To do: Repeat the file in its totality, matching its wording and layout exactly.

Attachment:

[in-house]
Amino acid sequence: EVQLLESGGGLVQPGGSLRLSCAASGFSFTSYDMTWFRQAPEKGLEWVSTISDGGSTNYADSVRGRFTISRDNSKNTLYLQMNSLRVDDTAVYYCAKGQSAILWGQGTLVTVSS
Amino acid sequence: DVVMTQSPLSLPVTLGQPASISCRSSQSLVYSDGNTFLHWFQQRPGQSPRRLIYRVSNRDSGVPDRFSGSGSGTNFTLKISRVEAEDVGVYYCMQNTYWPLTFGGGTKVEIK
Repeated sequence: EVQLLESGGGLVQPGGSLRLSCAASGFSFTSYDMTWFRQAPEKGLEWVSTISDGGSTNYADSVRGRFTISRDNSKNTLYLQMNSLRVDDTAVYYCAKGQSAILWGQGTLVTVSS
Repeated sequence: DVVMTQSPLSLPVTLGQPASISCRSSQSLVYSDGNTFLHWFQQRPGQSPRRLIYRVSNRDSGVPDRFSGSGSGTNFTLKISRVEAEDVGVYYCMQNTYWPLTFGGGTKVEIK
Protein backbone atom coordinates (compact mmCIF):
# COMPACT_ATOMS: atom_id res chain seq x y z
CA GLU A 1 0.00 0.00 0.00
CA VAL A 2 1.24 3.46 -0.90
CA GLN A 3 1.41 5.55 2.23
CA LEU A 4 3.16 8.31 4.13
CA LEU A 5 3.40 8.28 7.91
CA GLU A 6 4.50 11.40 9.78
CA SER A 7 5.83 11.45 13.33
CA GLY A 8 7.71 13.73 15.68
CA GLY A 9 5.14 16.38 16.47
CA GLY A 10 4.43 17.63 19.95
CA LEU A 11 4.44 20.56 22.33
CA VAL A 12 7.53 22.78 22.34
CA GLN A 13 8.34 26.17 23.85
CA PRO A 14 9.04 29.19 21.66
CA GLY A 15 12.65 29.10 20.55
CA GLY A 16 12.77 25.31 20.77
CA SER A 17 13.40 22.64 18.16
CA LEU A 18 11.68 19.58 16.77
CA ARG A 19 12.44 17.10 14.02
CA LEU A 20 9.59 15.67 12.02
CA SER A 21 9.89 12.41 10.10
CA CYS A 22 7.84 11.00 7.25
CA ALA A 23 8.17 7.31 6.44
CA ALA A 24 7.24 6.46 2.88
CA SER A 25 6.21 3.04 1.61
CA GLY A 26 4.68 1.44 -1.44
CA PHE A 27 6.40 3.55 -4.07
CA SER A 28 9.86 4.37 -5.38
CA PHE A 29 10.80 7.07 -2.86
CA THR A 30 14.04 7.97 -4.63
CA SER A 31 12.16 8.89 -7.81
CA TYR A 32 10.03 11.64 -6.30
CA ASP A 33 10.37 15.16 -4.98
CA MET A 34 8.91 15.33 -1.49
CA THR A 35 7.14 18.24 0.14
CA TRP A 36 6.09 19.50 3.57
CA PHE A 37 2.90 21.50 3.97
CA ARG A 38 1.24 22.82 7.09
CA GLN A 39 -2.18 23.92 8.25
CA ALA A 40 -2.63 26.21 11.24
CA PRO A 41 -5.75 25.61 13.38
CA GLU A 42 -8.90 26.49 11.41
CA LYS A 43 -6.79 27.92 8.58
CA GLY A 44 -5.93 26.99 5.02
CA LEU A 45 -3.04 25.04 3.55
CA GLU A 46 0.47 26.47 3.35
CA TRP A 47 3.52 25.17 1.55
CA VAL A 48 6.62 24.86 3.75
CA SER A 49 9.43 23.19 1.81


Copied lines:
[in-house]
Amino acid sequence: EVQLLESGGGLVQPGGSLRLSCAASGFSFTSYDMTWFRQAPEKGLEWVSTISDGGSTNYADSVRGRFTISRDNSKNTLYLQMNSLRVDDTAVYYCAKGQSAILWGQGTLVTVSS
Amino acid sequence: DVVMTQSPLSLPVTLGQPASISCRSSQSLVYSDGNTFLHWFQQRPGQSPRRLIYRVSNRDSGVPDRFSGSGSGTNFTLKISRVEAEDVGVYYCMQNTYWPLTFGGGTKVEIK
Repeated sequence: EVQLLESGGGLVQPGGSLRLSCAASGFSFTSYDMTWFRQAPEKGLEWVSTISDGGSTNYADSVRGRFTISRDNSKNTLYLQMNSLRVDDTAVYYCAKGQSAILWGQGTLVTVSS
Repeated sequence: DVVMTQSPLSLPVTLGQPASISCRSSQSLVYSDGNTFLHWFQQRPGQSPRRLIYRVSNRDSGVPDRFSGSGSGTNFTLKISRVEAEDVGVYYCMQNTYWPLTFGGGTKVEIK
Protein backbone atom coordinates (compact mmCIF):
# COMPACT_ATOMS: atom_id res chain seq x y z
CA GLU A 1 0.00 0.00 0.00
CA VAL A 2 1.24 3.46 -0.90
CA GLN A 3 1.41 5.55 2.23
CA LEU A 4 3.16 8.31 4.13
CA LEU A 5 3.40 8.28 7.91
CA GLU A 6 4.50 11.40 9.78
CA SER A 7 5.83 11.45 13.33
CA GLY A 8 7.71 13.73 15.68
CA GLY A 9 5.14 16.38 16.47
CA GLY A 10 4.43 17.63 19.95
CA LEU A 11 4.44 20.56 22.33
CA VAL A 12 7.53 22.78 22.34
CA GLN A 13 8.34 26.17 23.85
CA PRO A 14 9.04 29.19 21.66
CA GLY A 15 12.65 29.10 20.55
CA GLY A 16 12.77 25.31 20.77
CA SER A 17 13.40 22.64 18.16
CA LEU A 18 11.68 19.58 16.77
CA ARG A 19 12.44 17.10 14.02
CA LEU A 20 9.59 15.67 12.02
CA SER A 21 9.89 12.41 10.10
CA CYS A 22 7.84 11.00 7.25
CA ALA A 23 8.17 7.31 6.44
CA ALA A 24 7.24 6.46 2.88
CA SER A 25 6.21 3.04 1.61
CA GLY A 26 4.68 1.44 -1.44
CA PHE A 27 6.40 3.55 -4.07
CA SER A 28 9.86 4.37 -5.38
CA PHE A 29 10.80 7.07 -2.86
CA THR A 30 14.04 7.97 -4.63
CA SER A 31 12.16 8.89 -7.81
CA TYR A 32 10.03 11.64 -6.30
CA ASP A 33 10.37 15.16 -4.98
CA MET A 34 8.91 15.33 -1.49
CA THR A 35 7.14 18.24 0.14
CA TRP A 36 6.09 19.50 3.57
CA PHE A 37 2.90 21.50 3.97
CA ARG A 38 1.24 22.82 7.09
CA GLN A 39 -2.18 23.92 8.25
CA ALA A 40 -2.63 26.21 11.24
CA PRO A 41 -5.75 25.61 13.38
CA GLU A 42 -8.90 26.49 11.41
CA LYS A 43 -6.79 27.92 8.58
CA GLY A 44 -5.93 26.99 5.02
CA LEU A 45 -3.04 25.04 3.55
CA GLU A 46 0.47 26.47 3.35
CA TRP A 47 3.52 25.17 1.55
CA VAL A 48 6.62 24.86 3.75
CA SER A 49 9.43 23.19 1.81